Bears coach Matt Nagy says Mitchell Trubisky, starters ready despite sitting in preseason game

CHICAGO -- Matt Nagy believes Mitchell Trubisky is ready to start the season, despite the fact that the new Bears head coach made the rare decision to sit the second-year quarterback -- and the rest of his team's starters -- during Saturday's 27-20 win over the Kansas City Chiefs, the team's fourth preseason game.

Nagy brushed off the idea that Trubisky needed more game snaps at this point in the Bears' preseason.

"I hear it, but I don't believe it right now in regards to where we're at," Nagy said. "We're at almost 2,000 snaps right now in practice. Team snaps and OTAs 'til now we're at 2,000 snaps. And so for somebody to tell me that 25 to 30 reps [in a preseason game] is going to go ahead and make him a better player Week 1, Week 2, Week 3 is ... it's not going to happen. This offense does take time; it doesn't mean that for him he can't be successful, but 25 to 30 plays regardless of just Mitch, we've had a lot of reps, and we get quality reps in practice. I understand it.

"But for me, I need to do what's best for our team and for where we're at, and I understand sometimes that can affect fans. But trust me, the thing I'm trying to do is do the best thing for our fans -- and that's have our guys ready to go in Week 1."

Trubisky and many other regulars did not play in the Hall of Fame Game against the Baltimore Ravens earlier this month. Trubisky, who is not expected to play in Thursday's preseason finale at home against the Buffalo Bills either, is 11-for-18 for 94 yards, a touchdown and an interception in his two preseason games this year.

Nagy noted that Trubisky has become even more comfortable with his receivers throughout training camp, while being able to see protections and recognize different defenses.

"I'm comfortable with where he's at," the coach said.

Nagy said he didn't let his players know about the decision not to play the starters until Friday. He said the "heavy reps" in practice -- "a lot of times where our guys are flying around and giving everything they got" -- contributed to the move.

"Forget all the risk/reward stuff; it's health-wise. Where are they? And we have some guys that are tired," Nagy said. "Inevitably, I want our guys to be ready to go, 100 percent health-wise for that Week 1 Packers game, and that's as simple as it gets. So they didn't know that, and they didn't find out until [Friday]."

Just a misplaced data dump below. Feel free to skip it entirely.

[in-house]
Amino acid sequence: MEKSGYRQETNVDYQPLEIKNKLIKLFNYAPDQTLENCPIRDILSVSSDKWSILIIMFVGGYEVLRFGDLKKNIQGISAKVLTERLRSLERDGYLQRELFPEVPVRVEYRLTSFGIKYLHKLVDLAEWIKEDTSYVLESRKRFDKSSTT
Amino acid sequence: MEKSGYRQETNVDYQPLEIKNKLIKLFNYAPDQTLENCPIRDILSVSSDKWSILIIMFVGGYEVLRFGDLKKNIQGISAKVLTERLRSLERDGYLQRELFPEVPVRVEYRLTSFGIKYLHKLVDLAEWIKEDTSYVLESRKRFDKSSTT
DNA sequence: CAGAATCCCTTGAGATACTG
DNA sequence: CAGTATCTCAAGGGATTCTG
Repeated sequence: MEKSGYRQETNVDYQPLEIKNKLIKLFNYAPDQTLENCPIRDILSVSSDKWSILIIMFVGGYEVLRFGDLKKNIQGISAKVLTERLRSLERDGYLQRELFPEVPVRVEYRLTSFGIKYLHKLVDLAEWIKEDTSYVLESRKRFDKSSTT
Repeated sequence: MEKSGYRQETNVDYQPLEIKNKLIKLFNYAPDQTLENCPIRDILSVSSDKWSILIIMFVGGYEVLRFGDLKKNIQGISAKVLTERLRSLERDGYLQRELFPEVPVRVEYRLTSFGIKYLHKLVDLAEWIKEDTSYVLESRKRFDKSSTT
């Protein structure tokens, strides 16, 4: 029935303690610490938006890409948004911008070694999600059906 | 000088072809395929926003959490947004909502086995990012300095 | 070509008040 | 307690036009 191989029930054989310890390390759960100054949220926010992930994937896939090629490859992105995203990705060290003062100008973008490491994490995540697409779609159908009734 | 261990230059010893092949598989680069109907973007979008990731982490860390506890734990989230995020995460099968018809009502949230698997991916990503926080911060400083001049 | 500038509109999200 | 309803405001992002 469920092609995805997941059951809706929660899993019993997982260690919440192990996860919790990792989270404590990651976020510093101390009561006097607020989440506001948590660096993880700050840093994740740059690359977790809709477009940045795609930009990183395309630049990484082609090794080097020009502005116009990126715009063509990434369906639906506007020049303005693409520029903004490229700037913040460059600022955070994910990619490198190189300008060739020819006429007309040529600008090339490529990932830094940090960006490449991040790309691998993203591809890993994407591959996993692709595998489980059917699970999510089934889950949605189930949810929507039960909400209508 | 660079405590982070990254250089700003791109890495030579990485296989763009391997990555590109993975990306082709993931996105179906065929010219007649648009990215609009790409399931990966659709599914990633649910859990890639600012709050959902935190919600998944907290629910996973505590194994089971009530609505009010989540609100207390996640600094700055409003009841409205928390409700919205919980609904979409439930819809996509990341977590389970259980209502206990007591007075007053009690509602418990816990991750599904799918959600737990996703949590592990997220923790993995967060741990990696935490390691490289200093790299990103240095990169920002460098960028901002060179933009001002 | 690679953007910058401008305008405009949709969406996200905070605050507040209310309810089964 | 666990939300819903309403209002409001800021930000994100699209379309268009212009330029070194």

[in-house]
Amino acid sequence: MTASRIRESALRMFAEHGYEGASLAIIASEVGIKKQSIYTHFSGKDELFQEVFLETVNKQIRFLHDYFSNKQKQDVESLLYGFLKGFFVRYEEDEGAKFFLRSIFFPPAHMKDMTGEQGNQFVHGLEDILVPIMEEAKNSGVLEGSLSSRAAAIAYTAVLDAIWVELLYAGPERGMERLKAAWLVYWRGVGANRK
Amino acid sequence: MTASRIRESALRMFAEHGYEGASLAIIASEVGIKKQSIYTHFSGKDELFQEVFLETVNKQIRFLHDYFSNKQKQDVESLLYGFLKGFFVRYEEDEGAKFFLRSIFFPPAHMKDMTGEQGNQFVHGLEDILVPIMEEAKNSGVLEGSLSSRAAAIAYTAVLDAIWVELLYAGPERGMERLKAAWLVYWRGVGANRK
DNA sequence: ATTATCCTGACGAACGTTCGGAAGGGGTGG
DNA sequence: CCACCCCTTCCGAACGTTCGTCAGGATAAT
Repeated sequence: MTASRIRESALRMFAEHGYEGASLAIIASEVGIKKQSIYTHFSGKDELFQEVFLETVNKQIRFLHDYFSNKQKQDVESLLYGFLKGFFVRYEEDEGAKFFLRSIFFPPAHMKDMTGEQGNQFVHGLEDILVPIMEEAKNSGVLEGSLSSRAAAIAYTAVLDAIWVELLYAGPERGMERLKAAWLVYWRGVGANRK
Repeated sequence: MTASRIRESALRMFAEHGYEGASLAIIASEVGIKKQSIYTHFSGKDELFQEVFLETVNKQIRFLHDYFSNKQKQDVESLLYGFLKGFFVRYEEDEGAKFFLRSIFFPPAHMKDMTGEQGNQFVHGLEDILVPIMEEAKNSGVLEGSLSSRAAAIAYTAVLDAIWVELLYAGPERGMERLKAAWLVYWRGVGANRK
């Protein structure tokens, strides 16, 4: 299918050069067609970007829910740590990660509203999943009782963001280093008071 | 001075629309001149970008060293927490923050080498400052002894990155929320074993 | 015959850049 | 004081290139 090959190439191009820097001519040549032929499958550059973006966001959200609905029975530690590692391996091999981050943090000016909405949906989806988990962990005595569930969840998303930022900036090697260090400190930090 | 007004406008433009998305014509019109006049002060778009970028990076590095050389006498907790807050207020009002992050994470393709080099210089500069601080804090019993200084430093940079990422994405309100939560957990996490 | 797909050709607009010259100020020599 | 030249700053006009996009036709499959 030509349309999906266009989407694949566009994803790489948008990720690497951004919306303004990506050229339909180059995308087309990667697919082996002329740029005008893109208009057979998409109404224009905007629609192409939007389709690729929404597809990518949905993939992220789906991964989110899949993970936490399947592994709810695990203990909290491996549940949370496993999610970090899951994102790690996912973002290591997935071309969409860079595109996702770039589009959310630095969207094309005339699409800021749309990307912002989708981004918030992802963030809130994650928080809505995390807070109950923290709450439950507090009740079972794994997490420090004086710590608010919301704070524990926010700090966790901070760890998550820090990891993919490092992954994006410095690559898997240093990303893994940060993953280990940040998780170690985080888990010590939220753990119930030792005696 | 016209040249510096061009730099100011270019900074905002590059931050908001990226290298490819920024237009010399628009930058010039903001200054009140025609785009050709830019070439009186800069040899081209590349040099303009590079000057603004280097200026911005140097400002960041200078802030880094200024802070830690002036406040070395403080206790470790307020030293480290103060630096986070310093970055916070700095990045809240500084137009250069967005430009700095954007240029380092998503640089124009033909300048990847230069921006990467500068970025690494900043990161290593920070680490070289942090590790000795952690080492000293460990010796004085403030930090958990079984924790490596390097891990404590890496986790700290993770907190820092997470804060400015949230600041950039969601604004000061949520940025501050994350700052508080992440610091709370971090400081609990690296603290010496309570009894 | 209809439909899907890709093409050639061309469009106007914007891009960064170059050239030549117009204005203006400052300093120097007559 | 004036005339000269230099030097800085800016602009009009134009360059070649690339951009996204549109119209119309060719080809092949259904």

Nagy, who served on Chiefs coach Andy Reid's staff both in Kansas City and Philadelphia, called his former boss earlier in the week to let him know about the plan.

"The last thing I wanted was for him to see that all of the sudden we show up out on the field and we got our twos out there," Nagy said. "That's not going to happen, I'm not going to do that, and I let him know just out of pure respect. He's the very first person that I called to tell. So I felt a lot better when I did that, and I know how he is. He respected that and appreciated that."

Nagy made it clear that the decision to sit his starters, in what would have been the third game of the preseason for almost all of them, wasn't about setting a new direction in the league; the third preseason game is typically considered the starters' "dress rehearsal."

"This is just about us where we're at right now," he said. "We had five preseason games. And let me tell you something, I have no issue at all with five preseason games. I think, matter of fact, it's great. Because what we get to do is we get to check out the depth on our team ... for instance today, we got some twos in there that got to play against starters. That's invaluable.

"It could be different next year. If we have four games, then yeah, if I feel like the pulse of our team is in a different place as far as it is right now, I'll absolutely play those guys; and if I feel like they need to be calloused more or to be tougher, I'll do that."

Nagy understood why some fans would be upset after shelling out money for a game that traditionally showcases the team's starters.

"I completely understand. But second, I'm doing what's best for [the fans]. And I'm doing what's best for them, because I'm going to have us in the right spot for Week 1," Nagy said. "So, they may not feel it today, but hopefully, hopefully, they feel it Week 1. Hopefully. Or this year."

Bears backup quarterback Chase Daniel, who was 15-for-18 for 198 yards and two touchdowns against the Chiefs, understood Nagy's decision.

"I actually liked it," Daniel said. "As a backup -- I'm not only speaking for myself, I'm speaking for other people -- your job is to come in and play. And you don't always know when you're going to play. It might be injury, it might be somebody getting hurt the day before in practice; that guy has to step up. So, I actually liked what he did, holding off telling us. I found out about 8:10 a.m. [Friday]."

Nagy said that while he discussed the plan with his staff, the decision was ultimately his.

"We've worked so hard as a staff, as players; we've put in so much time that's not seen," Nagy said. "And so we're just at a spot right now -- we're lucky to be where we're at. I love the growth of where we're at as a team and as a family. I feel strongly that when we go into Week 1, that basically those 25 to 30 plays [in Saturday's game] is not going to sway [what we do] one way or another. It's really not.

"So if we win that game against Green Bay, trust me, it wasn't because we didn't play 25 [snaps today]. And if we lose it, it's the same thing. I promise you that."